11.     With respect to the situation of political rights, the Commission is greatly satisfied by the Government’s fulfillment of its commitment to hold elections and to make efforts leading to a democratic outcome in the country. Indeed, on last July 1 an election was held in which 88 members of a Constitutional Assembly were elected. Over one thousand candidates of 17 political parties participated in the election, and a record 1.7 million Guatemalans cast their ballots, representing 70 percent of the 2.5 million registered voters in the national voter registration lists.


          This event merits special attention, due to the following considerations:


                   a.       It took place in a climate of freedom and respect by the Government of General Mejía Víctores;


                   b.       The election and inauguration of the Constitutional Assembly is the first stage in a process to consolidate democratic institutions in Guatemala, as the Assembly’s first mission is to draft a new Constitution, the fourth in the country’s history since 1954;


                   c.       Never before in the history of the country has there been such a massive turnout for an election;


                   d.       No acts of violence or interference by leftist guerrilla groups took place, which could be a favorable and auspicious sign for the future government; and


                  e.       None of the candidates or participating political parties have charged that the election was rigged, unfair or fraudulent.


          The final results give the Christian Democratic Party of Guatemala the highest number of votes, 318,000 or 15.59 percent of the participating national electorate, with the Unión del Centro Nacional in second place with 269,448 votes, representing 13.20 percent of total votes. In descending order of votes received were the Movimiento de Liberación Nacional (12.02%), the Partido Revolucionario (6.98%), the Partido de Renovación Nacional, (6.35%), the Partido Democrático Institucional (5.04%), the Partido Unificación Anticomunista (2.99%); and the Frente de Unidad Revolucionaria (2.21%).


          The National Constitutional Assembly was installed on August 1, and elected as its President Mr. Roberto Carpio Nicolle, from the Christian Democratic Party, who together with the new Partido Unión del Centro Nacional and the right-wing coalition of the Movimiento de Liberación Nacional and the Central Auténtica Nacionalista shared leadership positions.


          It should be noted that at the inaugural ceremony, Chief of State General Oscar Humberto Mejía Víctores spoke in favor of “[A] democratic government and system on the basis of free and fair elections, as a result of the Guatemalan people’s dedication to a search for peace and democracy,” recalling also that the Constitutional Assembly should draft the Magna Carta and the constitutional laws of amparo and habeas corpus. Likewise, General Mejía Víctores has promised that the next elections will be free, clear and fair and that there will be no official party.


          12.     The information presented in this report leads the Commission to formulate the following conclusions and recommendations:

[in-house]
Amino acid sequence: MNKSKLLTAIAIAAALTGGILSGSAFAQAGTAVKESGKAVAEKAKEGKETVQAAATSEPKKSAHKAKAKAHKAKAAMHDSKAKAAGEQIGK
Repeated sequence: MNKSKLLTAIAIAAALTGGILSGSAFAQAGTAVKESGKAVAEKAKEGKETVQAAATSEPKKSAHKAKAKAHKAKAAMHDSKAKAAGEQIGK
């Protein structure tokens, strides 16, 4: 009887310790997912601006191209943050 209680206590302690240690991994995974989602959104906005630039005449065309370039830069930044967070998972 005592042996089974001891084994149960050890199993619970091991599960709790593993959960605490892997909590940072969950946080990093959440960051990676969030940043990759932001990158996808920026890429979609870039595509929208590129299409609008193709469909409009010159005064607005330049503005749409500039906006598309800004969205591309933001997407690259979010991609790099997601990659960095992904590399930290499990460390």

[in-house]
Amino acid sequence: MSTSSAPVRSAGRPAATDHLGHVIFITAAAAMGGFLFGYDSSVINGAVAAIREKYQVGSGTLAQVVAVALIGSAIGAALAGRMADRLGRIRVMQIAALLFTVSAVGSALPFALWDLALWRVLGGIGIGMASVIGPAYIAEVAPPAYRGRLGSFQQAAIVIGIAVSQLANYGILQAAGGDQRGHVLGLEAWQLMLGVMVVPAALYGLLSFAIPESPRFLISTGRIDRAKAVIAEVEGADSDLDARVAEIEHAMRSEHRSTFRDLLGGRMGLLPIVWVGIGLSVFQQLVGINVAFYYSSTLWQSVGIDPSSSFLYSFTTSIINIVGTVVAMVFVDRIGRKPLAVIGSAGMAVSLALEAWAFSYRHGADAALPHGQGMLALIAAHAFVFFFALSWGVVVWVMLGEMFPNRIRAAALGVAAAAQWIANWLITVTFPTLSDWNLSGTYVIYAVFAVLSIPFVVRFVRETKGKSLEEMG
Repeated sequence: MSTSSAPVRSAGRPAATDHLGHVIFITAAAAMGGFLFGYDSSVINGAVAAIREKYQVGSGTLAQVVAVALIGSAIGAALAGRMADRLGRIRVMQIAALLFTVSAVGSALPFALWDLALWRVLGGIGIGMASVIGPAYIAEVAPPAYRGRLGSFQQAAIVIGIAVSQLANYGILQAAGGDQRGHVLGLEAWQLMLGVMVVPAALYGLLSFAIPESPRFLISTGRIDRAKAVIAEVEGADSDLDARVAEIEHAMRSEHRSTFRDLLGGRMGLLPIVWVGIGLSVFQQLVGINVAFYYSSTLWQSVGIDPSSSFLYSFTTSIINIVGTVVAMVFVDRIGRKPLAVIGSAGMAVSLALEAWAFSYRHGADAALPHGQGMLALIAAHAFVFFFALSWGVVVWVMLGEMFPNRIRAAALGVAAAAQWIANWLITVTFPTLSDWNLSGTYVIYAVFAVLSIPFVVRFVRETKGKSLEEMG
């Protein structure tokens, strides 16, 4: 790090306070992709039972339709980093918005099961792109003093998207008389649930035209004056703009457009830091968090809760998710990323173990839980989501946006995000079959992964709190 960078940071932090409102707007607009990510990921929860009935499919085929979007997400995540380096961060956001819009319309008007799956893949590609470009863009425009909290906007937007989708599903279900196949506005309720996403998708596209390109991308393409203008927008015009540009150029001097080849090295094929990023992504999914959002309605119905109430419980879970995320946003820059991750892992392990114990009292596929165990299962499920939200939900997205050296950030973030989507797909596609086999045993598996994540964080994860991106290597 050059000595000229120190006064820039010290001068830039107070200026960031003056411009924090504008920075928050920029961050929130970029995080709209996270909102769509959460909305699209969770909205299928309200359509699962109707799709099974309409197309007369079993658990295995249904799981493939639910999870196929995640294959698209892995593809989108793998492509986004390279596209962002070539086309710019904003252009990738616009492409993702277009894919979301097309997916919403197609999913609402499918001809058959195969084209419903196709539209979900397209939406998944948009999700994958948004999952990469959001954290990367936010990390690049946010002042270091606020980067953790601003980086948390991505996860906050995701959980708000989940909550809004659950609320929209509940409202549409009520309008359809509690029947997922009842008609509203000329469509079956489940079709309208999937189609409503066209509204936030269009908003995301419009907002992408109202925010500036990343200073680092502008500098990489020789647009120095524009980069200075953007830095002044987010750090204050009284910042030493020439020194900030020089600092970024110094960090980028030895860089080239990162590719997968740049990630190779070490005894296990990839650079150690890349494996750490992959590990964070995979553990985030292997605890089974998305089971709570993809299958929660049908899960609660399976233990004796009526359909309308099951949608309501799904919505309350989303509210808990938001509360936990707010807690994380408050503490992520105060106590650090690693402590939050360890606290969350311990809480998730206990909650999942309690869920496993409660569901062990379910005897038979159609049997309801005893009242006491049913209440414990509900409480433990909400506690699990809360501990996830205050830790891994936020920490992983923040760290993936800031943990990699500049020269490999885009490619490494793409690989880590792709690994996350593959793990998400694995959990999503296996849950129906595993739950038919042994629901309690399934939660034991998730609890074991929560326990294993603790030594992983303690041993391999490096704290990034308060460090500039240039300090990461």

a.       The greatest human rights problem confronting Guatemala is the continuous disappearance of persons, most of them prior victims of kidnappings and illegal detentions, attributed to the Government’s security forces as well as to the death squads. This situation merits the utmost attention of the Government of Guatemala, due not only to the climate of fear, insecurity and extreme anguish that it causes the population, but also due to the gravity that it implies, and with respect to which the OAS General Assembly, meeting in Washington, D.C. last year, declared the disappearance of persons a crime against humanity;


                   b.       Closely linked to the problem of disappeared persons, and directly affecting the right to life, is the right to freedom and personal integrity, since the first stage of disappearance is the illegal detention of persons, a problem about which the Commission has made known its views on repeated occasions. It has urged the Government of Guatemala to definitively eradicate this illegal practice in which, in such cases as that of Dr. Carlos Padilla Vidal, described in detail in the Commission’s previous report on Guatemala, it was possible to personally verify the direct intervention of Guatemalan authorities;


                   c.       The inefficacy of judicial institutions to protect the population from abuse by government authorities, such as the writ of habeas corpus, which the Commission’s past reports strongly recommended be strengthened, has again become apparent under this government, which makes it necessary to emphasize the need to provide the Judiciary with the independence and appropriate means to enforce respect for the law and the reign of justice;


                   d.       The Commission is concerned with the situation of over 300 persons tried by Special Courts, who were not sentenced but did not benefit from the special amnesty granted through Decree Law 74/84, and whose whereabouts are not known, and the Commission is also concerned with the status of the proceedings initiated against them, which leads it to request the Government of Guatemala to provide a report on this particular as soon as possible.


                   e.       The political elections held under the auspices of the Government of Guatemala truly represent a first step toward democratization of the country. The Commission trusts that this process will continue to evolve without hindrances.